The Brit Milah That Almost Wasn’t

A Brit Milah that took place in Bat Yam recently became an even more emotional event after the mother of the baby and the baby himself nearly died during the delivery.

The story began a few weeks ago and involved a pregnant woman who was in serious condition after she suffered complications towards the end of her pregnancy. Rabbi Nir Dorfman who learns in a Kollel in Bat Yam and serves as a volunteer EMT with United Hatzalah responded to the emergency together with EMTs Hadass Rucham and Etti Salomon. 

Nir Dorfman on his ambucycle

Due to a severe loss of blood, the woman was suffering from dangerously low blood pressure and was almost unconscious. The trio of responders provided the woman with emergency medical care that included administering intravenous fluid. The woman was then taken to the hospital in serious but stable condition. 

Due to worries that the infant was lifeless, which would pose an immediate threat to the mother’s life as well, she was taken for an emergency cesarean operation and doctors performed the C-section to remove the infant.

The baby was born without any signs of life, but the doctors and nurses refused to give up and performed CPR on the newborn and succeeded in bringing back a pulse. Soon the baby began breathing.

“The doctors told the family, who then relayed to me, that retroactively, it became clear that what had saved the life of the mother was the fluids that I administered together with Hadass and Etti,” Dorfman said. “It was the first thing we did when we saw how much fluid she had lost and how low her blood pressure was.”.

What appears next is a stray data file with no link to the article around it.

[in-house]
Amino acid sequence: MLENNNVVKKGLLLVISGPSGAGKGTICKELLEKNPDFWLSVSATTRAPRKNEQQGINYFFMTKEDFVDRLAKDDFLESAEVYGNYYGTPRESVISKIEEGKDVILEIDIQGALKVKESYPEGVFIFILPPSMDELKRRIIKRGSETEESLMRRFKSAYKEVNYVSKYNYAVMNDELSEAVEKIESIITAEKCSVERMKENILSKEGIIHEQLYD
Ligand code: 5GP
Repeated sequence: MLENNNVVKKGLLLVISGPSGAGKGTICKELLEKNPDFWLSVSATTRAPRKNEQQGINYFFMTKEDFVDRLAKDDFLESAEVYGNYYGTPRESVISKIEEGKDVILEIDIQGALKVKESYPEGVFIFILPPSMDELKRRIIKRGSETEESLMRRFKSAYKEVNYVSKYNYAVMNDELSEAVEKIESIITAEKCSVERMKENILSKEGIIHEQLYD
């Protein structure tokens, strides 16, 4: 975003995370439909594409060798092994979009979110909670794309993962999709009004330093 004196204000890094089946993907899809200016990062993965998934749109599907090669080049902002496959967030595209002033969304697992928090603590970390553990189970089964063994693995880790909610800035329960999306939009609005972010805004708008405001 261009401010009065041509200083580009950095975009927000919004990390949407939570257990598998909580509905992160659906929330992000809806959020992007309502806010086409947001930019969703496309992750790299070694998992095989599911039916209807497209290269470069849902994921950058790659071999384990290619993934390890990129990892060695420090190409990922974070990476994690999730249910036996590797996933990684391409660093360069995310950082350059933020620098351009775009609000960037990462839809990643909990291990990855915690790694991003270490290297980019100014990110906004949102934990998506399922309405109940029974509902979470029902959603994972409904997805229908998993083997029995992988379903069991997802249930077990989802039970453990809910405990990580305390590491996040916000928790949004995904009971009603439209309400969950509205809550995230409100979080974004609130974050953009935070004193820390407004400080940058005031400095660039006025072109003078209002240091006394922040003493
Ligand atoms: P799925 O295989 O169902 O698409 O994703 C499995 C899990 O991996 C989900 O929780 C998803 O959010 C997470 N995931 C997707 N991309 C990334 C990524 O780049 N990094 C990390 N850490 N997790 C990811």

Eight days after the drama in the hospital had ended and both the mother and the baby had recuperated, the family held the Brit Milah for the new baby in their home and invited Rabbi Dorfman, who also volunteers as a mohel for the Bris Yosef Yitzchak organization, to be the mohel for their son. The family expressed their sincerest gratitude to him and his fellow responders for their prompt assistance which saved the life of both the mother and child.

Rabbi Nir Dorfman holding the baby after the Brit

Dorfman concluded by saying, “In truth, I didn’t think that this story was going to end well. When the woman was transported to the hospital, there was a trail of blood leading from the apartment into the elevator and outside the door. When the ambulance pulled away, we stayed to clean it, and all three of us were sure that this story wouldn’t have a happy ending. When I received the phone call from the mother a few days later, telling me that I had saved her life and the life of her baby, I was ecstatic. I immediately called Etti and Hadass to tell them the good news and we were all overjoyed. Serving as the Mohel for the Brit of this baby was a true honor and something which I will never forget.”

 

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